Halifax's official harbour limit for navigational purposes is delineated by a line running from Herring Cove on the west side of the main channel, to the northern end of McNabs Island, then from McNabs Island across the Eastern Passage to the actual community of Eastern Passage on the east side of the island. The harbour is marked by an extensive network of buoys and lighthouses, starting with Sambro Island Lighthouse at the harbour approaches, the oldest operating lighthouse in North America. The west entrance point marking the beginning of the inner approach using this channel is located near Chebucto Head, approximately 12 kilometres (7 mi) south of the limit.

Shallow draught vessels (less than 2.5 m, 8.5 ft) may use the Eastern Passage, which runs on the east side of McNabs Island; however, continuous silting makes charted depths unreliable. Large vessels have compulsory tugboats, with harbour pilots boarding at the pilot station off Chebucto Head. Vessels wishing to transit The Narrows between the outer harbour and Bedford Basin must travel one at a time; this rule was established after the disastrous Halifax Explosion of December 6, 1917 when a collision between the French munitions ship Mont-Blanc and the Norwegian Imo destroyed part of Halifax and Dartmouth.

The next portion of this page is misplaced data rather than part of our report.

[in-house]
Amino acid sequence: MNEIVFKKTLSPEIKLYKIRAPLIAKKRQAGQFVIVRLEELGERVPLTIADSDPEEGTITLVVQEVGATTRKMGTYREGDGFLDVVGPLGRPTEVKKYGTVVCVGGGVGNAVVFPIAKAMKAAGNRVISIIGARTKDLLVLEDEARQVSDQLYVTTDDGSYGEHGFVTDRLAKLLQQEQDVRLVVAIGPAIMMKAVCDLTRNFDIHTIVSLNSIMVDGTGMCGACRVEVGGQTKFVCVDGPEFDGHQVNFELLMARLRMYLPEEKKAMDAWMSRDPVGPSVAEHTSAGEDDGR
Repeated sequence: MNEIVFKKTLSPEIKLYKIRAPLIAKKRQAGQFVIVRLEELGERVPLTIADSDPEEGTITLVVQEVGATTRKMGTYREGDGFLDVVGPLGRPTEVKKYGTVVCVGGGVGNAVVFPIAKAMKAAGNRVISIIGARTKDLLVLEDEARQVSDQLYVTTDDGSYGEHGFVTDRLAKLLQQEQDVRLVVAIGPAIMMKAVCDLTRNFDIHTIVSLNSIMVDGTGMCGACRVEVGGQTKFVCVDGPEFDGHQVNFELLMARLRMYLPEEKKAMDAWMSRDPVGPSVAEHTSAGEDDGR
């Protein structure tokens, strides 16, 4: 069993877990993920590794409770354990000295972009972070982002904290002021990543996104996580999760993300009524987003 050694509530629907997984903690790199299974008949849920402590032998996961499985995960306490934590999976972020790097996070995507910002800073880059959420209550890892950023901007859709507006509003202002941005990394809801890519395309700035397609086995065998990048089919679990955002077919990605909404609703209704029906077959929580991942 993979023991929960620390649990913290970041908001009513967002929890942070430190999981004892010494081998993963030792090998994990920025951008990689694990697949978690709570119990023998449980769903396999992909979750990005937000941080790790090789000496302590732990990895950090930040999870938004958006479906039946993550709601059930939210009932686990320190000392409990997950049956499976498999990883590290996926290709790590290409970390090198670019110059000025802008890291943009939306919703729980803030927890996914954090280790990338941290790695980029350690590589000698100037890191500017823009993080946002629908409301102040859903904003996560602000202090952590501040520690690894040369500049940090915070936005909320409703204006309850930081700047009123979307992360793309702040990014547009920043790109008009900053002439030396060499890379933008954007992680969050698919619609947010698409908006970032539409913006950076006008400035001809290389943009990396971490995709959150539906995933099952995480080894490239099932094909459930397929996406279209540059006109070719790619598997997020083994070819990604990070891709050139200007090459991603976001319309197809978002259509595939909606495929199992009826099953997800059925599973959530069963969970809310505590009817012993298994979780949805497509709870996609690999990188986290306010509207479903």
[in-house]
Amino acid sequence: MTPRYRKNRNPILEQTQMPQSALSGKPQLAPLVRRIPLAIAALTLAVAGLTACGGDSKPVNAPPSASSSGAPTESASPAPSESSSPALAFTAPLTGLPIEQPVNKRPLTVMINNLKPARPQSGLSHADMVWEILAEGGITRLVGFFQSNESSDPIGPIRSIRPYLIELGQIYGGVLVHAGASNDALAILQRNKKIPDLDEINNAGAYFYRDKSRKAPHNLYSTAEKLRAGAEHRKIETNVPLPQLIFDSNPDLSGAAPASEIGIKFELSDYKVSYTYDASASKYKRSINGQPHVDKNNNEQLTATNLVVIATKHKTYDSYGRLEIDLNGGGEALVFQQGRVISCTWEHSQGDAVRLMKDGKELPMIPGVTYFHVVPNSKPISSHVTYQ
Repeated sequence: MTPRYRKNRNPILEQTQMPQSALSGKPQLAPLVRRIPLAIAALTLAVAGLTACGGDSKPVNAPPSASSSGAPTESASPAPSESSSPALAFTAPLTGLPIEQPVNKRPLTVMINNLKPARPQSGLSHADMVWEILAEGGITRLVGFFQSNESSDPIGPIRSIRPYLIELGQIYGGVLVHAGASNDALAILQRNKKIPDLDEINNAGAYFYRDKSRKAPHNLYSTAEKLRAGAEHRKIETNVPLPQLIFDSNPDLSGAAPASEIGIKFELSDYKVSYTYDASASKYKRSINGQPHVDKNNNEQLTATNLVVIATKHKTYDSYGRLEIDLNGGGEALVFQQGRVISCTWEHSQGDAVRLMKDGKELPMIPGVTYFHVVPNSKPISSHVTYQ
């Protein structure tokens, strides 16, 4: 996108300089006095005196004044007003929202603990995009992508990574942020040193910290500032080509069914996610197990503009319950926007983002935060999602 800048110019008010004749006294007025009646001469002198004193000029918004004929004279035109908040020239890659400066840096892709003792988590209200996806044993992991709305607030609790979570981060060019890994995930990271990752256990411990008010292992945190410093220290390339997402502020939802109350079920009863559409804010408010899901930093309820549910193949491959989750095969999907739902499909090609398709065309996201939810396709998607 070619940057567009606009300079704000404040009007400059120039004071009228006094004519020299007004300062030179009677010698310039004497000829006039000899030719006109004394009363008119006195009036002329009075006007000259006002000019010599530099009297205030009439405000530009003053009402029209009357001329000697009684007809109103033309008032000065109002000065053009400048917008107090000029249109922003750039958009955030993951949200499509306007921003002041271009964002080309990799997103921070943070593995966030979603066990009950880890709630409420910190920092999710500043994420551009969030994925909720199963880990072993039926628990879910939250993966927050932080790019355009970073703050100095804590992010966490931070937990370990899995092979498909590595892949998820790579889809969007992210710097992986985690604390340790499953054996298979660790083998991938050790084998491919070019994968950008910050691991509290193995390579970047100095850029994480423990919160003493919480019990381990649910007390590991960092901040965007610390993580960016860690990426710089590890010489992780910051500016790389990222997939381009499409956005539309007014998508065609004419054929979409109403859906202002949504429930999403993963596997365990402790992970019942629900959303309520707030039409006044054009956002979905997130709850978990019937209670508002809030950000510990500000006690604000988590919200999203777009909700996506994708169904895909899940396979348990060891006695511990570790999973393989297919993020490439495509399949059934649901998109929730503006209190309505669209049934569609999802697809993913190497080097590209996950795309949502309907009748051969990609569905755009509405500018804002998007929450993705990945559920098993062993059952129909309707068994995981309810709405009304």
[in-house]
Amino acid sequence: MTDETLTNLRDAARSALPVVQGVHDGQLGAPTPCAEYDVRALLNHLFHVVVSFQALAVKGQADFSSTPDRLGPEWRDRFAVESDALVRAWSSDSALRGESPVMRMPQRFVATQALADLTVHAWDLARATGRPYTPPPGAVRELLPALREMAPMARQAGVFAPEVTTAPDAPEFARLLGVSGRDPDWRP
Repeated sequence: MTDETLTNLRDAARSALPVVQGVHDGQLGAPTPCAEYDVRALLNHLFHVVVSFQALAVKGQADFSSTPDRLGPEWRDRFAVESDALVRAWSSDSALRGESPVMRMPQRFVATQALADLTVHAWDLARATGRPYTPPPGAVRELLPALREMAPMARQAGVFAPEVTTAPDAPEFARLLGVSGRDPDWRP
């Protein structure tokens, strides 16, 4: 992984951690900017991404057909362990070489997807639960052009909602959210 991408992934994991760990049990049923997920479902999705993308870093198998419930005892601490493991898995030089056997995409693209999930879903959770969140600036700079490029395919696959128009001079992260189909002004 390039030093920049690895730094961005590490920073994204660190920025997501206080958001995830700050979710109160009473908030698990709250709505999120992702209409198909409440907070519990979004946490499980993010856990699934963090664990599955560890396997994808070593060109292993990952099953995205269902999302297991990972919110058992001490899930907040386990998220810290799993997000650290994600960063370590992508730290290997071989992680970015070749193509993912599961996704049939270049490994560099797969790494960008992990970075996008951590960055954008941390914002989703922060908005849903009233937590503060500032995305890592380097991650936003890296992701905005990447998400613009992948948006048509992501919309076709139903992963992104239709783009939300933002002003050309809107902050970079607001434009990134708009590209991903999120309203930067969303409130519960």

Canada's navy, Maritime Command (MARCOM) maintains a large base housing its Atlantic fleet Maritime Forces Atlantic (MARLANT) along the western side of The Narrows, as well as an ammunition depot (CFAD Bedford) on the northeastern shore of Bedford Basin. There are strict security regulations relating to vessels navigating near MARCOM facilities and anchorages.

There are two large suspension bridges crossing The Narrows:

  • the Angus L. Macdonald Bridge, opening in 1955
  • the A. Murray MacKay Bridge, opening in 1970

The Halifax Port Authority is a federally-appointed agency which administers and operates various port properties on the harbour. Previously run by the National Harbours Board, the HPA is now a locally-run organization.

HPA facilities include:

  • South End Container Terminal - Piers 36-42 (currently operated by Halterm Limited, with several gantry and post-Panamax cranes)